THE NATURAL HISTORY OF SANTA FE DAM RECREATION AREA
Where the Funny Plants Grow
by Gabi McLean
Reprinted from The Paintbrush, March - April 2004 by permission of the author.
A vast expanse between the mountains and the ocean starts where the San Gabriel River empties into the valley. With every winter storm, the old river used to heap more sand and gravel onto the huge alluvium of the Los Angeles basin. Today, the forces of the river are reined in upstream by Morris Dam and San Gabriel Dam. Just a trickle of water reaches the valley now. The alluvial fan, the flood plain, and the ocean�s beaches are no longer naturally replenished with sand from the mountains. But the lay of the land hasn�t changed. The sandy soil on top of ancient layers of rocks and gravel, washed out of the mountains over thousands of years, supports a curious mix of plant species. While most of this alluvial scrub has given way to development, there are a thousand acres of this now rare habitat still intact, just north of the Santa Fe Dam Recreational Area.
Last fall when I visited the dry shrubs all looked alike at first glance. But soon I began to notice differences in the color and height of the stems, their growth pattern, the remnants of leaves and fruit. I came to recognize the bare straight stems of poison oak with its dry berries. Sagebrush formed a messy mass of thin, brittle branchlets, often with tiny, dried fruit along the tips�its ever-present fragrance helped me identify it. Scale broom made itself known by the long, parallel, dark brown branches, and the persistent dried flower remnants looked like stenciled flowers in a picture book. Sturdy redberry gave itself away by its thorn-like branchlets, sticking out at right angles. I recognized black sage with its black, dried-up flower clusters along the squared stems. Walnuts and elderberries had lost their leaves, and only their silhouette and shaggy old bark gave me the hints of their identity. Some of the most massive elderberry trees that I have ever found are here. Not everything was dry though. I found a variety of colors in the evergreens: the ancient juniper, the ever-present lemonadeberry, the occasional white sage and sugar bush, the different species of prickly pear cactus, and the unique and much-treasured valley cholla.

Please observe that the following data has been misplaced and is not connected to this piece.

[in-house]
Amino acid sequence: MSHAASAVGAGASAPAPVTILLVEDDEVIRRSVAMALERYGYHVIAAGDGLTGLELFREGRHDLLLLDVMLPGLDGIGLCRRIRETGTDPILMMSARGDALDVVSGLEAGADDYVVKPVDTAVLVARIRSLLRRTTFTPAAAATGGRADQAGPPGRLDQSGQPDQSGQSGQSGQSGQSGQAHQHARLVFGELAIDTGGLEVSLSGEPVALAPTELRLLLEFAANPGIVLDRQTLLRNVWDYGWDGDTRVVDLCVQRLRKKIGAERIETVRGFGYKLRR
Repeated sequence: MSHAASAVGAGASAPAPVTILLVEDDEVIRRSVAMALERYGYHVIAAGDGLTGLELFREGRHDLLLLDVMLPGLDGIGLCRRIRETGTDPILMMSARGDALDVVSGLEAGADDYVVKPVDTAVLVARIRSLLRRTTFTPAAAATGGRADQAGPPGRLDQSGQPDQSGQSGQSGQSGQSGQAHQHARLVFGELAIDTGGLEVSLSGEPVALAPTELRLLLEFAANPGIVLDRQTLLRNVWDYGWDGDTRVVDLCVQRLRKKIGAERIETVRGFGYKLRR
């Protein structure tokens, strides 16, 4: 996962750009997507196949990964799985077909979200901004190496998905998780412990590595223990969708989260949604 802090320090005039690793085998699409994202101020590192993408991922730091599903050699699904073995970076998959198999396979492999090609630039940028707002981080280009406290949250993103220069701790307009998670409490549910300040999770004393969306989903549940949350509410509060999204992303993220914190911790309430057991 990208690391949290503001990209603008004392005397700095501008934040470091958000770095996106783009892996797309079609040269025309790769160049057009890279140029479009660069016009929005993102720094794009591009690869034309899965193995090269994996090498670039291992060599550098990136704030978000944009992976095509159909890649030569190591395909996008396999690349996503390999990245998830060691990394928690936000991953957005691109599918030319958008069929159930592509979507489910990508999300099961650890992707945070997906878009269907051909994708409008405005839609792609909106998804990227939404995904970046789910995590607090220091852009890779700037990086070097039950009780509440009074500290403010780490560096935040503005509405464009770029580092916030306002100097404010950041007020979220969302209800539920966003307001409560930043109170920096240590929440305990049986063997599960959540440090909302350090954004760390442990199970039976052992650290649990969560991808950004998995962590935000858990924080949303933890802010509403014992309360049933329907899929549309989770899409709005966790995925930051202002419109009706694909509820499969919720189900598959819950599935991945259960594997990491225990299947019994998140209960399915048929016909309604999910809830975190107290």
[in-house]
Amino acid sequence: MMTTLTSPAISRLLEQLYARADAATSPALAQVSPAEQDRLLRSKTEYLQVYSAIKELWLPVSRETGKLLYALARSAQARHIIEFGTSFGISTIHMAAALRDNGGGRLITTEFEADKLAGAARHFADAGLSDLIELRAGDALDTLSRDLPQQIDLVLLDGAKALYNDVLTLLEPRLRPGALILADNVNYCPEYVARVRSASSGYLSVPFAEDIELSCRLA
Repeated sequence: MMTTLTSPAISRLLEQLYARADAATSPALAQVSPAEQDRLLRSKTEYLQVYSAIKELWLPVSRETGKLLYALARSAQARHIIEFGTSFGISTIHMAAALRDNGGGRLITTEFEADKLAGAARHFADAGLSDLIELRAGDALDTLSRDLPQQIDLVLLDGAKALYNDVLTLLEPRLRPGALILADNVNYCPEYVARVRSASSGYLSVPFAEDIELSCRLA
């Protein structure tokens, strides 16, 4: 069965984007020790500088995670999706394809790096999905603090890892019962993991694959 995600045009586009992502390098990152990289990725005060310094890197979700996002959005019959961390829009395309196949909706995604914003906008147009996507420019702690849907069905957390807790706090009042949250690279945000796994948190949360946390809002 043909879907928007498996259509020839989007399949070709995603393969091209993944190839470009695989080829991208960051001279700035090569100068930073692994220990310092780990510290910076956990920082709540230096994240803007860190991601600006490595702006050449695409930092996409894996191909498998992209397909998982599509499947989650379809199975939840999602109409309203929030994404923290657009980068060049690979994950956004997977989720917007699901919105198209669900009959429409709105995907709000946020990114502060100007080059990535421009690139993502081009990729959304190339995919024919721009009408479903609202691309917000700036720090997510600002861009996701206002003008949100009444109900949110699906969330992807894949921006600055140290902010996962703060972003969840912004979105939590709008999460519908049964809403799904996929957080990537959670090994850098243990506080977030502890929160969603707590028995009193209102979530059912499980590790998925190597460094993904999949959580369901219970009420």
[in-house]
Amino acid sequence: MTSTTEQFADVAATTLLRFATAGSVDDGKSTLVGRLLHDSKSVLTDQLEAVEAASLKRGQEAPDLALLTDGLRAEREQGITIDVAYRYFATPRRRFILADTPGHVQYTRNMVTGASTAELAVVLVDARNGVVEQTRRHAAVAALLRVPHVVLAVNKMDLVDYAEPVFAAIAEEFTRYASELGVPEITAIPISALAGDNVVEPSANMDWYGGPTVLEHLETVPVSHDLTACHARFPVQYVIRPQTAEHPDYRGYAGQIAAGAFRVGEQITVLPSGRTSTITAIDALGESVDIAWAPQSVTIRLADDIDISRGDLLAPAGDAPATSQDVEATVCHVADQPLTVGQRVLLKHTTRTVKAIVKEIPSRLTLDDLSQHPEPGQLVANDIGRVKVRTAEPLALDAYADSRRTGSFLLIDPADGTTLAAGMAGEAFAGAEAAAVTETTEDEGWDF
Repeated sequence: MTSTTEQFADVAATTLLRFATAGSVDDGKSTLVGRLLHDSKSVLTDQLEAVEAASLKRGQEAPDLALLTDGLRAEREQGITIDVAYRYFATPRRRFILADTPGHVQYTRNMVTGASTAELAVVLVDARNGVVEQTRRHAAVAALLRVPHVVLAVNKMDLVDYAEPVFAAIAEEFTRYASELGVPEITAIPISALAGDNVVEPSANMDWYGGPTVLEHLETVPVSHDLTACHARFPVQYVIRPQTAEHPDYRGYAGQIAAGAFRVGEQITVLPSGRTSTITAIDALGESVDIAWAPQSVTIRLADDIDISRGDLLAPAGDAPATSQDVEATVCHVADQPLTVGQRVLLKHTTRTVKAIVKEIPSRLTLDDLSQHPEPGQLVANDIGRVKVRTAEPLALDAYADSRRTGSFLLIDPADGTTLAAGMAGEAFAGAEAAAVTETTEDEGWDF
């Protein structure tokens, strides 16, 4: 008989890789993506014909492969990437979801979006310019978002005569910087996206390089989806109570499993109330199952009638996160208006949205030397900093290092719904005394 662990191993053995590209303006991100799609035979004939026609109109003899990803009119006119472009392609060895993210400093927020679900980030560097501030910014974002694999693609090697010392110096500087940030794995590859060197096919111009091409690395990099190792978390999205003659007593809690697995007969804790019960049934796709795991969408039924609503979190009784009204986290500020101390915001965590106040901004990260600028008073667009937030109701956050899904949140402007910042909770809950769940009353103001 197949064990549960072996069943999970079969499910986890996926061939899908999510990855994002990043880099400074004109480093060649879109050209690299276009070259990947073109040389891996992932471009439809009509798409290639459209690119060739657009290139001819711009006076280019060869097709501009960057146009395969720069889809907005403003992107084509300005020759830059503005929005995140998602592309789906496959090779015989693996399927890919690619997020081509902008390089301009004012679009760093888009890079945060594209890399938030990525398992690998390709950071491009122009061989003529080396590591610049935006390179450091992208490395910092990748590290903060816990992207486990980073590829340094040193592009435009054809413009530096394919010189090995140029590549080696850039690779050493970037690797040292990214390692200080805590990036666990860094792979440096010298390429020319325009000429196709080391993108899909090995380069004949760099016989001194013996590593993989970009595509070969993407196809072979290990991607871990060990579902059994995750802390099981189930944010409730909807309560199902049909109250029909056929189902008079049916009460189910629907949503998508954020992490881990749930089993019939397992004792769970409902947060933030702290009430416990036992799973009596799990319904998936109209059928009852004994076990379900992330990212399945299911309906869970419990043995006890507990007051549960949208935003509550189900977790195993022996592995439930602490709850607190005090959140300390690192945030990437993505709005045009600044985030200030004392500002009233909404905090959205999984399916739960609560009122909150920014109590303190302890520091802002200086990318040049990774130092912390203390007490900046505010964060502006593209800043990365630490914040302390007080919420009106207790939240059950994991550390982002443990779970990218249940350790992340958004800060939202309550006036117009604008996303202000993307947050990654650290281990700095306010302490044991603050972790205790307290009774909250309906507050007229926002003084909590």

When winter brings cold, snow and ice to the North and the near-by mountains, here in the valley spring begins. The new leaves of the golden currant were the first, announcing the change of the season. Then cactus pads and the sagebrush started greening up, and in just a few weeks, we enjoyed our first flowers. The golden currant started blooming in January, followed by lemonadeberry. Sunflowers, purple nightshade, and four-o-clock continued the bloom sequence. On Valentine�s day, we discovered a few of the tiny but oh-so-beautiful and bright ground-pink. Black sage and the many elderberry trees started leafing out, and golden currant and lemonadeberry were still in bloom in mid- February, several weeks after they first started flowering.
Now I am looking forward to the special mix of wildflowers at the dam�s natural area. I remember last year�s gilias and canchalagua, gold cups and penstemon, western thistle, and the beautiful, salmon-colored prickly pear flowers. I remember the stunning profusion of dudleya flowers and scarlet larkspur in May and June when the phainopepla visits from the desert and raises its second brood here.
And I remember my young neighbor as I asked if she knew about the natural area of Santa Fe Dam. She nodded emphatically, �You mean where the funny plants grow?� This area is full of surprises. Where else do you find junipers among the alluvial scrub, or valley cholla providing nesting places for the cactus wren? Where else do you find Whipple yucca�s leafy rosette taller than a person, or golden currant 8-feet-high, thriving among the cactus in sunny, dry, sandy places, not in oak understory or woodland. No other place in the Los Angeles basin offers such richness of sage scrub habitat and wide-open space. Come and see for yourself what a great opportunity this area provides to enjoy and observe wildlife and wilderness so close to home and your heart.
Return to Plants
Web Page by Jane Strong for CNPS-SGM, April, 2004